on the capacity to sue of the party seeking the recognition and enforcement of
the award.

1 Article V1. Recognition and enforcement of the award may be refused, at the request of the party against whom it is invoked, only if that
party furnishes to the competent authority where the recognition and enforcement is sought, proof that:
(a) The parties to the agreement referred to in article II were, under the law applicable to them, under some incapacity, or the said
agreement is not valid under the law to which the parties have subjected it or, failing any indication thereon, under the law of the country
where the award was made; or
(b) The party against whom the award is invoked was not given proper notice of the appointment of the arbitrator or of the arbitration
proceedings or was otherwise unable to present his case; or
(c) The award deals with a difference not contemplated by or not falling within the terms of the submission to arbitration, or it contains
decisions on matters beyond the scope of the submission to arbitration, provided that, if the decisions on matters submitted to arbitration
can be separated from those not so submitted, that part of the award which contains decisions on matters submitted to arbitration may be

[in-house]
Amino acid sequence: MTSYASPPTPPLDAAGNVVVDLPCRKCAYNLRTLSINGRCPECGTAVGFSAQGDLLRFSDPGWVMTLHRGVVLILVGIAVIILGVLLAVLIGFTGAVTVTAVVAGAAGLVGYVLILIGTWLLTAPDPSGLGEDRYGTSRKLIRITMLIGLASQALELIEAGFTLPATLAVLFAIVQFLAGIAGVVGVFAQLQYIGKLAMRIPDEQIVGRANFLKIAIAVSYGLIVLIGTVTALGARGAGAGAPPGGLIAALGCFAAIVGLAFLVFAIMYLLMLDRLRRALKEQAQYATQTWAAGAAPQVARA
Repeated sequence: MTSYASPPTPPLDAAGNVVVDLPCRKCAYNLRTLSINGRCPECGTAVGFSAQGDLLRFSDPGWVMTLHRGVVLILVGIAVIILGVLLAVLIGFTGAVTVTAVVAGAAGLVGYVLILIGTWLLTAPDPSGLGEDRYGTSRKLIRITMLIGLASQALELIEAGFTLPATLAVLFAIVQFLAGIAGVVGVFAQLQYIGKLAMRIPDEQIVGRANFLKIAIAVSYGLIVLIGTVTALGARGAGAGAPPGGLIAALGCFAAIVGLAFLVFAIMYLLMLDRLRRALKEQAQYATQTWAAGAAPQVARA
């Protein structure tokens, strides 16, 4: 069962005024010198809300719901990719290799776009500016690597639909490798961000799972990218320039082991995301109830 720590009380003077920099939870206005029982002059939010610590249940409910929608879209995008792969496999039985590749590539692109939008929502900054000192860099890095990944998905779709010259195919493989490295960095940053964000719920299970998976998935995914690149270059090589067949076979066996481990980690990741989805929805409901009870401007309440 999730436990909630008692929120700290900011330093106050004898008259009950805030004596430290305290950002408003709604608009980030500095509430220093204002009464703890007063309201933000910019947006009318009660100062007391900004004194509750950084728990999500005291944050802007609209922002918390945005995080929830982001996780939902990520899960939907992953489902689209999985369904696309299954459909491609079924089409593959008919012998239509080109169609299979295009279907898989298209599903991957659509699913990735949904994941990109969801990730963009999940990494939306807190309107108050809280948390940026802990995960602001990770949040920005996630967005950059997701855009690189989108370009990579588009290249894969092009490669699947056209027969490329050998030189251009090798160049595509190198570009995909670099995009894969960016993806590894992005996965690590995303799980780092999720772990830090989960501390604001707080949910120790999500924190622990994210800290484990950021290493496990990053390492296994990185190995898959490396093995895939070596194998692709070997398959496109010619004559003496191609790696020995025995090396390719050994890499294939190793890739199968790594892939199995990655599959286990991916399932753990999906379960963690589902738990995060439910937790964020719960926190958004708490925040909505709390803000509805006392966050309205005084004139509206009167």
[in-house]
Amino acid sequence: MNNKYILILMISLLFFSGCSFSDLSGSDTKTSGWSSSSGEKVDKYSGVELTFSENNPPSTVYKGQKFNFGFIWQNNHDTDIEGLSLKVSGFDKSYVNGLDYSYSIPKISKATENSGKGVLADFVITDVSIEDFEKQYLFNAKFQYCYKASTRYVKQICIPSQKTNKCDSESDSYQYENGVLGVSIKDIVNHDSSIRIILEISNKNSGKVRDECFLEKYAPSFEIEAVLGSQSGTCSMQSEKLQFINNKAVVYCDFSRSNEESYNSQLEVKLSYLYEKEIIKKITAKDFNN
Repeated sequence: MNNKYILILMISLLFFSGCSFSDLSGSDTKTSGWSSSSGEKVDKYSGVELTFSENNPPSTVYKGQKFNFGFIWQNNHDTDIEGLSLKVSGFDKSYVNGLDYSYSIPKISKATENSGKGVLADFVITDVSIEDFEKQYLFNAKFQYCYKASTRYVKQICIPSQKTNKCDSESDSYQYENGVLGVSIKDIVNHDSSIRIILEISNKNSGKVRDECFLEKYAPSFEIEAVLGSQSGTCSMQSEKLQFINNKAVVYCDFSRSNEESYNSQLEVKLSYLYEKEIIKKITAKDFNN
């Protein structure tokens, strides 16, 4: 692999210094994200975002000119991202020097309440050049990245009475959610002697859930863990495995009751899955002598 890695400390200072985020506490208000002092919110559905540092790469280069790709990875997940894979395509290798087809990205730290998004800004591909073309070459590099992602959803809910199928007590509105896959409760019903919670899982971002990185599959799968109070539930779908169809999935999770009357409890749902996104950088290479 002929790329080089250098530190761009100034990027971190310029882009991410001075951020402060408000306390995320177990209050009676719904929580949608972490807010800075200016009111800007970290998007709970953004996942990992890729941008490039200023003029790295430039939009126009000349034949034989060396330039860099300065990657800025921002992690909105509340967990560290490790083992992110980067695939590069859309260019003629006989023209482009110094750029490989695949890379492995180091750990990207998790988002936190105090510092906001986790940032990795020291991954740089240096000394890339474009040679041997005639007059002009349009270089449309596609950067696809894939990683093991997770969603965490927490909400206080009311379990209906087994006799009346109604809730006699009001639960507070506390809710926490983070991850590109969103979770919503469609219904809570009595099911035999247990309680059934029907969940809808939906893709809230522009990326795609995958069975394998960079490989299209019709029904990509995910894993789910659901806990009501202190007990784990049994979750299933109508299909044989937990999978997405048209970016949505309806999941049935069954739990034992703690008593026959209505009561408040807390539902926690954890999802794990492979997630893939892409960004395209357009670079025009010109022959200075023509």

recognized and enforced; or
(d) The composition of the arbitral authority or the arbitral procedure was not in accordance with the agreement of the parties, or, failing
such agreement, was not in accordance with the law of the country where the arbitration took place; or
(e) The award has not yet become binding on the parties, or has been set aside or suspended by a competent authority of the country in
which, or under the law of which, that award was made.
2. Recognition and enforcement of an arbitral award may also be refused if the competent authority in the country where recognition and
enforcement is sought finds that:
(a) The subject matter of the difference is not capable of settlement by arbitration under the law of that country; or
(b) The recognition or enforcement of the award would be contrary to the public policy of that country.

This is also supported by the provisions of the Special Rules of Court on